AIIM Show Surprise

New products, standards and ways to use the World Wide Web were some of the highlightsat the AIIM '96 Conference in Chicago.

by / June 30, 1996
The second "I" in AIIM may stand for image, but much of the attention at the Conference of the Association for Information and Image Management in Chicago last April was focused on document management, workflow and the Internet. Imaging, which experts believe has plateaued as a technology, is fast becoming a subset of document management, the umbrella term for software and processes that capture, store, distribute and present various types of data -- from text and images to graphics and video.

Throughout the show, which attracted more than 40,000 people and 350 exhibitors, was the constant buzz about the World Wide Web. Most vendors had prototypes of products involving the Web on display, in demonstration or available for release.

Many of the Web products centered around document management or workflow. Documentum Inc. (Pleasanton, Calif.), showcased Accelera, software that enables users with standard browsers to navigate and query an organization's document repository and then view the documents, regardless of their original format. Interleaf Inc. (Waltham, Mass.), has introduced similar software called Intellecte/Business Web.

Both products allow government agencies to broaden access to information without the time and expense usually associated with delivering information to workers, especially those in district or field offices. The key is the Web browser, a software tool that can run on any kind of computer: Windows, Macintosh, OS/2, UNIX and even terminals.

For state and local governments hoping to use the Web to provide access to scanned images, there's InterSite, an intriguing software program from Iota Industries Ltd., a company based in Tel Aviv, Israel. Using the Netscape Web browser, a worker can search an image database using keywords. InterSite converts the scanned documents into a searchable image format document, which can be read by its word pattern recognition tool.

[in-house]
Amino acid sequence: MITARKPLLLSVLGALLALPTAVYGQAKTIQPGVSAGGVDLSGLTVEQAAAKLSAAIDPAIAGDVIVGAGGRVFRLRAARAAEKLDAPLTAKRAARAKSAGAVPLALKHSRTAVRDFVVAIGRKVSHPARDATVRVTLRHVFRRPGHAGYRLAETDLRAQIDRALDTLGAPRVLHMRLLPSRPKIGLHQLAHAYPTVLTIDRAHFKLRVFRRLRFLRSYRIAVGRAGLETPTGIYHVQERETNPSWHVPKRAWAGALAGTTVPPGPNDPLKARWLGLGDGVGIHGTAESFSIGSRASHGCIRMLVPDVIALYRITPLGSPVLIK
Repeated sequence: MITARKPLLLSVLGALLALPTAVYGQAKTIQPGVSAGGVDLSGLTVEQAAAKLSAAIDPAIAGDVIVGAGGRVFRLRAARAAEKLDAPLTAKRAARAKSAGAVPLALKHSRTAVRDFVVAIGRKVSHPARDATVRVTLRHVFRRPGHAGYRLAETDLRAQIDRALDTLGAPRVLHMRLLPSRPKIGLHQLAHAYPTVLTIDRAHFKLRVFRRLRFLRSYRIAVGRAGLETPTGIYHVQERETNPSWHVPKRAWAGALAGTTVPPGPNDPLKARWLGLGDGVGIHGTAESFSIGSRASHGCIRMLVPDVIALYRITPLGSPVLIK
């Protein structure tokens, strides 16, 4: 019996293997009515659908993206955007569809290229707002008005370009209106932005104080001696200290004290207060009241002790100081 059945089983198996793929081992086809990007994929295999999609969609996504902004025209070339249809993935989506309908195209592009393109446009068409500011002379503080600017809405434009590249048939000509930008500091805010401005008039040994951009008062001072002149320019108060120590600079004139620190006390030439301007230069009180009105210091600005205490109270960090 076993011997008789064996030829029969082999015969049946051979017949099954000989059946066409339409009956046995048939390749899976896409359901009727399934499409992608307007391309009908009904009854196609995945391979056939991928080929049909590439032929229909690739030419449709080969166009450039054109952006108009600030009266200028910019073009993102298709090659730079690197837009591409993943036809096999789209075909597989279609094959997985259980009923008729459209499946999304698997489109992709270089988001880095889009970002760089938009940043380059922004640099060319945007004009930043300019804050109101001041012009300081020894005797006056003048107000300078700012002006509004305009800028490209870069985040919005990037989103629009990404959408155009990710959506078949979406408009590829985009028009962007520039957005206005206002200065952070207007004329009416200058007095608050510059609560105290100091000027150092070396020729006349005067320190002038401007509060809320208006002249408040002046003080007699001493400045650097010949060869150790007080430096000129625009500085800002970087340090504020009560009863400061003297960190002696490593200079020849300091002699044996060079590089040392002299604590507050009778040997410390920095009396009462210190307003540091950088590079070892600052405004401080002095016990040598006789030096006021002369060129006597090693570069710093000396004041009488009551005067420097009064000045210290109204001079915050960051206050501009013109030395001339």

Once the relevant document images are found, InterSite retrieves strips of the original image, highlighting the keyword matches. By giving the worker a portion, rather than the entire image, the software is able to process search requests much faster over slow communication lines. The worker simply has to select from the strips the image he wishes to see and the entire document is then retrieved. InterSite currently is in beta testing, according to a company spokesman.

For agencies where the spoken word is still important, such as courts or legislatures, or where typing reports can still be a time-consuming chore, such as law enforcement agencies, EDS (Plano, Texas), the outsourcing giant, demonstrated a voice recognition system that is able to convert voice into ASCII text at normal conversation speeds.

Using state-of-the-art recognition software, the system overcomes problems with past technologies, which required users to talk slowly or use only a limited vocabulary of words, and turns voice-to-text conversions into a relatively simple task. EDS will provide the technology on a service-only basis to customers.

In the area of workflow, vendors introduced new products at the high- and low-end of the market. Action Technologies Inc. (Alameda, Calif.), demonstrated Action Workflow Enterprise, aimed at large applications that have grown beyond the confines of traditional departmental workflow systems.